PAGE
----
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Lipid Mediators and Modulators of Neural Function: Lysophosphatidate and Lysolipids

  • D. N. Brindley
  • A. U. Bräuer
Reference work entry

Abstract

There is an increasing body of knowledge that demonstrates important roles for lysophosphatidate (LPA) and other biologically active lipids in controlling cell signaling including regulation of cell division, death, and movement. These processes are important aspects of brain development, repair, and the normal functioning of the brain. We now know that LPA activates at least five G-protein coupled receptors. The signal that cells receive depends upon the G-proteins that couple to the receptors and the relative expression of various receptors on different cells. Additionally, the role of LPA in controlling signal transduction is regulated by enzymes that are responsible for its turnover and also for controlling signaling events downstream of receptor activation.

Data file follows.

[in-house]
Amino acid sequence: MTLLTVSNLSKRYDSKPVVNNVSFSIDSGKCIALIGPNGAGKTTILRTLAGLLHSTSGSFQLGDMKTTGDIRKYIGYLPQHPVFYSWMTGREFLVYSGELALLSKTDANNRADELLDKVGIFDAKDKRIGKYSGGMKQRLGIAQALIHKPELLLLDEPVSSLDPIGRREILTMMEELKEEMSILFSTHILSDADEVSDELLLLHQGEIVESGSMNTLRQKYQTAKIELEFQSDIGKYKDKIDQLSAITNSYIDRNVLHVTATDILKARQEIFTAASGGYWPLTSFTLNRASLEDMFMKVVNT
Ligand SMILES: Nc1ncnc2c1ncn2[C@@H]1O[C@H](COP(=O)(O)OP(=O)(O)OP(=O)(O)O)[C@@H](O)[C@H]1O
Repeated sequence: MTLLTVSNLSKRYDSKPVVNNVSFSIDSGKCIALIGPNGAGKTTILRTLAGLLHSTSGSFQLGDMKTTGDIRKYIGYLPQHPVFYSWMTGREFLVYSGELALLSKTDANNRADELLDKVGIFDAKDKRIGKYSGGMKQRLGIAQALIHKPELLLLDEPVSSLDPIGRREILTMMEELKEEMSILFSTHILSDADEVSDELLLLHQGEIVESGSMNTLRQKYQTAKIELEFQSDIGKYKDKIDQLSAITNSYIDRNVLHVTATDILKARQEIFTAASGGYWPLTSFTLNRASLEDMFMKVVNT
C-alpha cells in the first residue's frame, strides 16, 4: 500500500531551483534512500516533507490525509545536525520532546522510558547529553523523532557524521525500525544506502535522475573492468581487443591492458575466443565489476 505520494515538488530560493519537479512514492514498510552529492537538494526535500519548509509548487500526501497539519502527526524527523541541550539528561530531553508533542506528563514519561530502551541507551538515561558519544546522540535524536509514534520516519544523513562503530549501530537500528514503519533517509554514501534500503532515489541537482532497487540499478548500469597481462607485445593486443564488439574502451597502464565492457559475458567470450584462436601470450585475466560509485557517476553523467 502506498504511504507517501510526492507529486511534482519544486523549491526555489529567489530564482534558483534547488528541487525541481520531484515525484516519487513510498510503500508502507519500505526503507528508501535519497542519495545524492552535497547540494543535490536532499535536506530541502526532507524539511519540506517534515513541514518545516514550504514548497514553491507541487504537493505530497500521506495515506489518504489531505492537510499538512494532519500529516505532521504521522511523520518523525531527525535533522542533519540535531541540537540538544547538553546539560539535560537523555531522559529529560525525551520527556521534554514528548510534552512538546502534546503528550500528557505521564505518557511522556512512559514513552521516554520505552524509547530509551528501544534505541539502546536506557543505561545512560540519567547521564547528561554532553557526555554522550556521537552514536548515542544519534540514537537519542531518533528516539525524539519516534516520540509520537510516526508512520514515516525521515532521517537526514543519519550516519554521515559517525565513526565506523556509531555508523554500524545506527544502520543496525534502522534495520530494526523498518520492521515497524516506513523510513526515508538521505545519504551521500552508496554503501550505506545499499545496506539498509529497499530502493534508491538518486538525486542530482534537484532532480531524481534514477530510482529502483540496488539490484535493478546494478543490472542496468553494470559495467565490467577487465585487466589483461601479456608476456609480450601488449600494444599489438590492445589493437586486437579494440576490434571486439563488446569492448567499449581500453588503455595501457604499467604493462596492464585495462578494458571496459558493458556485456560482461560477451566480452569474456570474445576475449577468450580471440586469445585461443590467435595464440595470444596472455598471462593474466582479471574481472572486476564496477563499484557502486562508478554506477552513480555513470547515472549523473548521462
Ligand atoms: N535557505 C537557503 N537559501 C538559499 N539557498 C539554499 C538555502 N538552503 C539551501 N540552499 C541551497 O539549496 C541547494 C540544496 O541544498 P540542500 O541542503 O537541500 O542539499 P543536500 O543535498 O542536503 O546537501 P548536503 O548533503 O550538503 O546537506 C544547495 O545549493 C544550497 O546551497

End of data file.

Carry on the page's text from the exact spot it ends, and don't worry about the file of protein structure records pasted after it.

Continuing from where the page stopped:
Keywords

Experimental Autoimmune Encephalomyelitis PAP1 Activity Bioactive Lipid Secretory Phospholipase Choroid Plexus Epithelium 
These keywords were added by machine and not by the authors. This process is experimental and the keywords may be updated as the learning algorithm improves.

List of Abbreviations:

ATX

autotaxin or lysophospholipase D

CNS

central nervous system

C1P

ceramide 1-phosphate

C20:4

arachidonic acid

DAG

diacylglycerol

EAE

experimental autoimmune encephalomyelitis

EPMR

epilepsy with mental retardation

LCAT

lecithin:cholesterol acyltransferase, LPA, lysophosphatidate

LPC

lysophosphatidylcholine

MAG

monoacylglycerol

MS

multiple sclerosis

PA

phosphatidate

PLD

phospholipase D

PRG

plasticity related genes

S1P

sphingosine 1-phosphate

2-AG

sn-2-monoarachidonoylglycerol

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© Springer Science+Business Media, LLC 2009

Authors and Affiliations

  • D. N. Brindley
  • A. U. Bräuer

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